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Thousand Oaks jazz musician Gordon Goodwin on the Grammy Award road again

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Gordon Goodwin Gordon Goodwin of Thousand Oaks received two Grammy Award nominations for his music. Goodwin, 55, a renowned jazz artist with an extensive conducting and recording history, is a three-time Emmy winner.

Goodwin, 55, a renowned jazz artist with an extensive conducting and recording history, is a three-time Emmy winner. He won a Grammy in 2006 for Best Instrumental Arrangement for his work on the feature film “The Incredibles." Over his career, Goodwin has been nominated for 13 Grammy, so it's not like his work has gone unknown in the industry.

“It is an honor, and if sounds cliché, the nomination is enough. Anything after that is kind of gravy," said Goodwin, a Thousand Oaks resident for 10 years.

The 54th annual Grammy Awards show will air live on CBS Feb. 12. Goodwin was nominated for Best Instrumental Arrangement for “Rhapsody in Blue," a track from “That's How We Roll," the album Goodwin and his 18-member Big Phat Band released last April. (George Gershwin originally wrote “Rhapsody in Blue" in 1924.) Goodwin's other nomination is for Best Instrumental Composition for an original work, a fast-paced piece called “Hunting Wabbits 3 (Get Off My Lawn)."

The Big Phat Band is a jazz ensemble that Goodwin formed in 2000. Goodwin composes the music and arranges the group's performance pieces, as well as plays piano and tenor saxophone. The Big Phat Band also has welcomed many big-name guest musicians, including Eddie Daniels, Johnny Mathis, Arturo Sandoval, David Sanborn, Dave Koz and the a cappella group Take 6. The band infuses traditional jazz with contemporary sounds and turns out high-energy music with fast rhythms and tempos. The band includes many acclaimed studio musicians from Los Angeles and has released seven albums under the Silverline and Telarc Records labels.

Goodwin's “day job" is orchestrating, conducting and arranging music for big studio films. He has worked on about 50 films, including “The Majestic," “The Sorcerer's Apprentice," “National Treasure: Book of Secrets," “Remember the Titans," “Glory Road," and “Armageddon."

The Big Phat Band allows Goodwin to write and record music he loves, play with great musicians, tour and teach schoolchildren about jazz.

“The Big Phat Band has enabled me to go on other projects that aren't ideal because I have this band as an oasis. I can write it exactly as I want to write it," said Goodwin, whose band has performed everywhere from the Hollywood Bowl to music festivals to high school gyms.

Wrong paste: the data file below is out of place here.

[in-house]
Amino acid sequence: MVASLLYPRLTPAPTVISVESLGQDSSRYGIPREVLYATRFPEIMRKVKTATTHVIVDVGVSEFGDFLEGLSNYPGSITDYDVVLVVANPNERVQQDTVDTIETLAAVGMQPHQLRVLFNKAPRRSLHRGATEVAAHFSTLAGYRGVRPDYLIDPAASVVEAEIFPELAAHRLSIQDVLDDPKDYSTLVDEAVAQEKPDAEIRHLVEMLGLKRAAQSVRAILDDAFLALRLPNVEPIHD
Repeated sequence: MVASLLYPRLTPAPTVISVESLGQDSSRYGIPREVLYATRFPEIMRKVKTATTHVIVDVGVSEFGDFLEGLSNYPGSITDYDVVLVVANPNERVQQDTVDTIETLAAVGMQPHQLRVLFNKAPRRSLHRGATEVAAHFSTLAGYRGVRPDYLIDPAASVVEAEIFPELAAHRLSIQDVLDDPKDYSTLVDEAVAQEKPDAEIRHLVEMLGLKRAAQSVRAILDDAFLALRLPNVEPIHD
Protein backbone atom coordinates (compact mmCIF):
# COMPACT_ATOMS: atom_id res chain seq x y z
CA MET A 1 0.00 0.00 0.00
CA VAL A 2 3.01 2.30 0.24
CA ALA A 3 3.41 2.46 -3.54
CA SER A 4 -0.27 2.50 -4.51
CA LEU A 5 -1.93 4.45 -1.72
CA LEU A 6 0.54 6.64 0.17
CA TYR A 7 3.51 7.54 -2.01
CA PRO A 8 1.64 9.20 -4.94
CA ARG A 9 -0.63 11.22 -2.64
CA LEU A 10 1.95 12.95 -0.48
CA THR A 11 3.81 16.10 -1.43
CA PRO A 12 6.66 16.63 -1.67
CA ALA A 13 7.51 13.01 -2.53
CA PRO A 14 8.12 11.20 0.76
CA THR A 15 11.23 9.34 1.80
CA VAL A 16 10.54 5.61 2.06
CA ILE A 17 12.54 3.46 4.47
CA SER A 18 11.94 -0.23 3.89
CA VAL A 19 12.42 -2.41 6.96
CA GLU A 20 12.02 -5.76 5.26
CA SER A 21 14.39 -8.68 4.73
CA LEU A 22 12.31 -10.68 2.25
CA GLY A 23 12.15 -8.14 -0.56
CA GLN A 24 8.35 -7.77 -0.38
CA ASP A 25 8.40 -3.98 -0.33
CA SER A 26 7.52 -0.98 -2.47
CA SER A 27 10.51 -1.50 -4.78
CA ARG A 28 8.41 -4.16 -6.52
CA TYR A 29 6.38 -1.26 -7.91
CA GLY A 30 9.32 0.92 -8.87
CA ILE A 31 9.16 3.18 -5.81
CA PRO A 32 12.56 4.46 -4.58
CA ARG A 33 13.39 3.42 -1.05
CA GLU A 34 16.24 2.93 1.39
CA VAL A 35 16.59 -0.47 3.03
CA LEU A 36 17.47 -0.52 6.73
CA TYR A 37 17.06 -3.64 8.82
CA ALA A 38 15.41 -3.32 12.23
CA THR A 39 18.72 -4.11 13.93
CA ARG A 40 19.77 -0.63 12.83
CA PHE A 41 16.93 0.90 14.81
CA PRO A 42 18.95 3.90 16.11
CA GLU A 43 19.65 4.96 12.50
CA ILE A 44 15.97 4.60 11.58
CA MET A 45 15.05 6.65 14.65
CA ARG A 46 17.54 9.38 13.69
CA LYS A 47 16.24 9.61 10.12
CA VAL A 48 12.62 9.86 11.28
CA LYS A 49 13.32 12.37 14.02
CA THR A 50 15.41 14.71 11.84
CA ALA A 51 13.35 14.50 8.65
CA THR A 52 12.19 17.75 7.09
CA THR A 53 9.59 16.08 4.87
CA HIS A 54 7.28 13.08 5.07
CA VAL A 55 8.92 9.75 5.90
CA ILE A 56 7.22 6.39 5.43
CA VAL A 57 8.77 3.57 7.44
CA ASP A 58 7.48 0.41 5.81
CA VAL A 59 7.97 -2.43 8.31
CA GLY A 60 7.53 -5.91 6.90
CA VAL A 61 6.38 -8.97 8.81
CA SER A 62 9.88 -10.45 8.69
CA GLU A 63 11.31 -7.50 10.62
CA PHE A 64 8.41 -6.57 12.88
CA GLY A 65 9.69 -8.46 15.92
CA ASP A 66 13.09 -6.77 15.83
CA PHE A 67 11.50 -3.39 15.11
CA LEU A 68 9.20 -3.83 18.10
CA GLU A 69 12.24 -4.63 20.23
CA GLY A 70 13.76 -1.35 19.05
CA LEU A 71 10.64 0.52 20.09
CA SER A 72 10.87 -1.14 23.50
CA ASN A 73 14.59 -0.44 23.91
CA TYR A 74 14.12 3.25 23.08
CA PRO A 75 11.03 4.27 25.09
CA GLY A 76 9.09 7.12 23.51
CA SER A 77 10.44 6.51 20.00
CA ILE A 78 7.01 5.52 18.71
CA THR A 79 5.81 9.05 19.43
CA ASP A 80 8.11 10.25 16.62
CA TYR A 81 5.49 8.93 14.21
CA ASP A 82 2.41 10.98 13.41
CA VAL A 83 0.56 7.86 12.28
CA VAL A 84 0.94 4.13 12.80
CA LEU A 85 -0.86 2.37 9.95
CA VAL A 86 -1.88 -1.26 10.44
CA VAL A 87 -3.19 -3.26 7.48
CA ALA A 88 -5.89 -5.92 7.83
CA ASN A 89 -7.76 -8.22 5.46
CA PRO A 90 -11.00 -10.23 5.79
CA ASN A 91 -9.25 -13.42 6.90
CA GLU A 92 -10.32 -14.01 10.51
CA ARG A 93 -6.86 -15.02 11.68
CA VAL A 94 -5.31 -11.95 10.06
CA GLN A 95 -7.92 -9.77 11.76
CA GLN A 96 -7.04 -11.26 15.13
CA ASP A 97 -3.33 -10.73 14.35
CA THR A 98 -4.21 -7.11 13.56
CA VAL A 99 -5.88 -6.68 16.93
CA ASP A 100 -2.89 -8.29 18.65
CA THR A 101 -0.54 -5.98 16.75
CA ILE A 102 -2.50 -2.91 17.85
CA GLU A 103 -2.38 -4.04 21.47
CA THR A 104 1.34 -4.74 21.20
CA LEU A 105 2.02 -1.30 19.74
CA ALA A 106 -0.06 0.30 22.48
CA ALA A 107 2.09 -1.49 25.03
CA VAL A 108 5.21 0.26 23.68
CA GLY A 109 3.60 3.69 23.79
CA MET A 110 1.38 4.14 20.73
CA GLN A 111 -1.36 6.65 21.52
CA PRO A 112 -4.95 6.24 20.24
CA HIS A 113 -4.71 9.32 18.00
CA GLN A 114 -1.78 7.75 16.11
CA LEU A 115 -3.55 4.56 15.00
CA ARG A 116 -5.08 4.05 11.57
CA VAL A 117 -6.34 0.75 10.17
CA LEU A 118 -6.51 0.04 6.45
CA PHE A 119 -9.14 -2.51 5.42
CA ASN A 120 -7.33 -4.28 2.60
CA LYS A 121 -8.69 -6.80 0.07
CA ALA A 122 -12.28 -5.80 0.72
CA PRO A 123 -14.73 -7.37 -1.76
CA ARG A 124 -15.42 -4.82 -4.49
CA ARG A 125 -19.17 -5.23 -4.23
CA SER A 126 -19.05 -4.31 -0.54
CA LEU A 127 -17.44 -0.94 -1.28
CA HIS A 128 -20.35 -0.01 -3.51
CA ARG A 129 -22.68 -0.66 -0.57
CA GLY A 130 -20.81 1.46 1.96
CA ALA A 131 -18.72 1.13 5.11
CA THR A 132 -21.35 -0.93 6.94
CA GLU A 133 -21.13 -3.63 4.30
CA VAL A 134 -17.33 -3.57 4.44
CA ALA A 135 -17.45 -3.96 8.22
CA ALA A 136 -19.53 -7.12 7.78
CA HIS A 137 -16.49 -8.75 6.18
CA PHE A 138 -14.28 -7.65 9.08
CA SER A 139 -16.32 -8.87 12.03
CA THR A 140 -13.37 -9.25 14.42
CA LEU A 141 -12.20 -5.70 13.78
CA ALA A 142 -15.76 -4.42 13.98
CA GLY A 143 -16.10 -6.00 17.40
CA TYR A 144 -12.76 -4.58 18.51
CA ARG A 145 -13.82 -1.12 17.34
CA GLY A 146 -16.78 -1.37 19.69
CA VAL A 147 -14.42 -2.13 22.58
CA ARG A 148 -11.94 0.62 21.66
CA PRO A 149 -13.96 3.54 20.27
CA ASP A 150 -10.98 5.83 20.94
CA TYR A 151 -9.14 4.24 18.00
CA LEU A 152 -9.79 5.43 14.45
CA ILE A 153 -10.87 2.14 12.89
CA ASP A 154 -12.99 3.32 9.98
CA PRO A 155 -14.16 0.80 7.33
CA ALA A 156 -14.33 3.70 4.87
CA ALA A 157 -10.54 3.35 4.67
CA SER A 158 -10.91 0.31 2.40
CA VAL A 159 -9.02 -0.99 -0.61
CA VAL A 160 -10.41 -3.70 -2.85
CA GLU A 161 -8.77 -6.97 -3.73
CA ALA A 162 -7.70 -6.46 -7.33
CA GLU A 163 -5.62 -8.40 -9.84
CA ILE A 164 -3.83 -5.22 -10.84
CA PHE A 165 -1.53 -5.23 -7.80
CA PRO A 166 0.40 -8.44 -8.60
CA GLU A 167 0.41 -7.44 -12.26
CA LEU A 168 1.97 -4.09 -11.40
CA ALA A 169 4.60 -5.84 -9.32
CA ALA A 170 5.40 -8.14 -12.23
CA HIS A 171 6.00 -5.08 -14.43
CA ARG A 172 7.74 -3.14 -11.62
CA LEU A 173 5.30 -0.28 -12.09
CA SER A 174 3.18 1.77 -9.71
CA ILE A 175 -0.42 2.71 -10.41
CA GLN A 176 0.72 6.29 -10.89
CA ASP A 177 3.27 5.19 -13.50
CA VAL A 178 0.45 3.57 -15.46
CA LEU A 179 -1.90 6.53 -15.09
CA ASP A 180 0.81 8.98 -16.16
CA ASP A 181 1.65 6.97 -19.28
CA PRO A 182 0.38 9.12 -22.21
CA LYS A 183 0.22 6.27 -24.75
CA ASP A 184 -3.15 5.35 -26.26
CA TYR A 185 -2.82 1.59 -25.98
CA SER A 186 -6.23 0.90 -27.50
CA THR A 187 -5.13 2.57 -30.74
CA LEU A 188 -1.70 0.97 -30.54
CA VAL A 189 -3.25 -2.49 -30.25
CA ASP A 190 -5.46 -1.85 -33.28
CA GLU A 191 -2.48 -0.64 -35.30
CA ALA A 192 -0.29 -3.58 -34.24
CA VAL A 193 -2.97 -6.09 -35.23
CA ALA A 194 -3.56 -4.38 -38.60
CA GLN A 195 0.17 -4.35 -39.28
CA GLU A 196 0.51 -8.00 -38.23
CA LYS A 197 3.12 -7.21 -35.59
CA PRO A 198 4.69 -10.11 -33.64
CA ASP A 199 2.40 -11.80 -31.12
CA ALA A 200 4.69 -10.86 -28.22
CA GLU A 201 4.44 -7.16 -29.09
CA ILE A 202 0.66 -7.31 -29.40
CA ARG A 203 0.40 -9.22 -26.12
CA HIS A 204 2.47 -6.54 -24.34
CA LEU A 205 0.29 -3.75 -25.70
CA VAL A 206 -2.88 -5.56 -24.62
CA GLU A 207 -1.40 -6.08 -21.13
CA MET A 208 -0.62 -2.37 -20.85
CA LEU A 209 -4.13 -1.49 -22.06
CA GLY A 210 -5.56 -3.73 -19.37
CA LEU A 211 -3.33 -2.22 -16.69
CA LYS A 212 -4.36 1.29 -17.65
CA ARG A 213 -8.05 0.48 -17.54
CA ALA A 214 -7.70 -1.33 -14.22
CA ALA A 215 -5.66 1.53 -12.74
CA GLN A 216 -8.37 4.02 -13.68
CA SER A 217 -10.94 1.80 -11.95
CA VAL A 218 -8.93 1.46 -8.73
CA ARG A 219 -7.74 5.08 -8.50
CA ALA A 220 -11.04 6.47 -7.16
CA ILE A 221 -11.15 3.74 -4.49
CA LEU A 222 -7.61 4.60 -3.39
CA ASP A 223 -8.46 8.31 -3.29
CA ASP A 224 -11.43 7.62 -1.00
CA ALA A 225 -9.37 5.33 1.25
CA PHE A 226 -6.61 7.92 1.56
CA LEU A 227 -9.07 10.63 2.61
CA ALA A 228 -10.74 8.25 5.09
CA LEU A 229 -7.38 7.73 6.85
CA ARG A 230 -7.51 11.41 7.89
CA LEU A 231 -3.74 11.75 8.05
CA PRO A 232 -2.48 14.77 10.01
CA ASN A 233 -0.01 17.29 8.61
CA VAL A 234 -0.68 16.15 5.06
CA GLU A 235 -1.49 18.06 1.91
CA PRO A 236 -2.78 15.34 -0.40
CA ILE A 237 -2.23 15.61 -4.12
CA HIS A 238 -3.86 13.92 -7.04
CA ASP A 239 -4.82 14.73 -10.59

The Big Phat Band's latest album, “That's How We Roll," is a 10-song set of all original material, except the rendition of “Rhapsody in Blue." The other nine tracks were written by Goodwin; his wife of 25 years, Lisa, a singer, cowrote the piece, “Never Enough." The couple has three children.

“For me, the sole motivation is to write or perform music that sounds good to me. With the Big Phat Band, nobody really tells me how it should sound. I just go with what my gut tells me," said Gordon Goodwin. He adds that he's not a “musical purist," and enjoys a wide range of jazz styles including classical, swing, Latin and blues.

Music has been a huge part of Goodwin's life since he was about 5, when his parents made him take piano lessons while growing up in the suburban community of La Verne.

“I hated it. They forced me to do it. But I was really lucky because the teacher I had saw I didn't like much practicing scales, but if I did, she said, 'I'll let you write a song.'" Goodwin said this planted the seed in his mind that he could actually write his own music. “I wasn't Mozart or a prodigy but little by little, I got more comfortable doing it," he said.

Goodwin began playing clarinet in the fourth grade and saxophone in seventh grade. By then, he said, he knew he wanted to be a musician.

“When I first heard jazz in seventh grade, when I first heard Count Basie's band, it hit me like a ton of bricks. It sounded really familiar to me. There was something that had a vitality to it," he said.

In high school, Goodwin won awards for his jazz compositions. He attended CSU Northridge, joined the jazz band and earned a bachelor's degree in saxophone performance. He learned conducting, orchestration and other skills.

Goodwin started out playing at weddings and bar mitzvahs and also worked at Disneyland on and off for several years. He wrote the music for a Mouseketeer reunion show and wrote music for parades and other Disney shows. His career slowly and steadily moved forward, and Goodwin worked at Warner Bros. for about five years writing music for an animated series. In the mid 1980s, he began traveling and conducting for Johnny Mathis and becoming more commercially known. He's also conducted major symphony orchestras in several American and foreign cities including London, Toronto, Dallas and Atlanta.

Today, among the things Goodwin enjoys is encouraging music students to play and like jazz. Schools are a huge audience for the Big Phat Band, which travels to schools nationwide to perform or hold a workshop or music clinic with a school band. Goodwin advises young musicians to market themselves and their talents—using social media, a website, anything—and to be proactive about finding work as a musician if that's what they want to do, as he does.

Said Goodwin, “Music is keeping me young and it's been my whole life."


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